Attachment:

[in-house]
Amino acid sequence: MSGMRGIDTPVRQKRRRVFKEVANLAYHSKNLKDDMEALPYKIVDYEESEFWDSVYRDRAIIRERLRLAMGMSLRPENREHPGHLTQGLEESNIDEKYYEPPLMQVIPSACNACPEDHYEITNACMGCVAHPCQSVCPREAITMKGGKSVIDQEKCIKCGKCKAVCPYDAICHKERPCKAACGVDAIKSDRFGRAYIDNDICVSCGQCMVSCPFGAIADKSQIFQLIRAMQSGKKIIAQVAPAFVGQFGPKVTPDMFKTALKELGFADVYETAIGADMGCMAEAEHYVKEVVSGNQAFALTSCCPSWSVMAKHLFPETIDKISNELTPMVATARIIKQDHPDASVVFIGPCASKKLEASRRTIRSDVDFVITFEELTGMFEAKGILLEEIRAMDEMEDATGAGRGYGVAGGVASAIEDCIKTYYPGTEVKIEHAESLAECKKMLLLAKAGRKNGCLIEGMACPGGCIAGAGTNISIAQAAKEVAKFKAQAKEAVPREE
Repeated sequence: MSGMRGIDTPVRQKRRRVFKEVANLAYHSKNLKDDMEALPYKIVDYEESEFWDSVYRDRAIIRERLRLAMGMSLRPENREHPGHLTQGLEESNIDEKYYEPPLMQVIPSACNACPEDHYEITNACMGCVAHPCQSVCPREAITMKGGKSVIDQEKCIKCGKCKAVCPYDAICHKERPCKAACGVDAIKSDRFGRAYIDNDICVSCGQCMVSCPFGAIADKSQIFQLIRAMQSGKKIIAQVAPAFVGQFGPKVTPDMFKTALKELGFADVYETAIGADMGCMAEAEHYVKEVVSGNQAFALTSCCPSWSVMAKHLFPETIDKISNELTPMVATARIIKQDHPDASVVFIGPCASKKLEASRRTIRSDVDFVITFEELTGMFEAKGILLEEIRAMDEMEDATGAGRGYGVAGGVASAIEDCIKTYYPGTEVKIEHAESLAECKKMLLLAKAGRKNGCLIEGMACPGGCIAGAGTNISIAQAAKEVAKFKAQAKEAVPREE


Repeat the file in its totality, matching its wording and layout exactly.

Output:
[in-house]
Amino acid sequence: MSGMRGIDTPVRQKRRRVFKEVANLAYHSKNLKDDMEALPYKIVDYEESEFWDSVYRDRAIIRERLRLAMGMSLRPENREHPGHLTQGLEESNIDEKYYEPPLMQVIPSACNACPEDHYEITNACMGCVAHPCQSVCPREAITMKGGKSVIDQEKCIKCGKCKAVCPYDAICHKERPCKAACGVDAIKSDRFGRAYIDNDICVSCGQCMVSCPFGAIADKSQIFQLIRAMQSGKKIIAQVAPAFVGQFGPKVTPDMFKTALKELGFADVYETAIGADMGCMAEAEHYVKEVVSGNQAFALTSCCPSWSVMAKHLFPETIDKISNELTPMVATARIIKQDHPDASVVFIGPCASKKLEASRRTIRSDVDFVITFEELTGMFEAKGILLEEIRAMDEMEDATGAGRGYGVAGGVASAIEDCIKTYYPGTEVKIEHAESLAECKKMLLLAKAGRKNGCLIEGMACPGGCIAGAGTNISIAQAAKEVAKFKAQAKEAVPREE
Repeated sequence: MSGMRGIDTPVRQKRRRVFKEVANLAYHSKNLKDDMEALPYKIVDYEESEFWDSVYRDRAIIRERLRLAMGMSLRPENREHPGHLTQGLEESNIDEKYYEPPLMQVIPSACNACPEDHYEITNACMGCVAHPCQSVCPREAITMKGGKSVIDQEKCIKCGKCKAVCPYDAICHKERPCKAACGVDAIKSDRFGRAYIDNDICVSCGQCMVSCPFGAIADKSQIFQLIRAMQSGKKIIAQVAPAFVGQFGPKVTPDMFKTALKELGFADVYETAIGADMGCMAEAEHYVKEVVSGNQAFALTSCCPSWSVMAKHLFPETIDKISNELTPMVATARIIKQDHPDASVVFIGPCASKKLEASRRTIRSDVDFVITFEELTGMFEAKGILLEEIRAMDEMEDATGAGRGYGVAGGVASAIEDCIKTYYPGTEVKIEHAESLAECKKMLLLAKAGRKNGCLIEGMACPGGCIAGAGTNISIAQAAKEVAKFKAQAKEAVPREE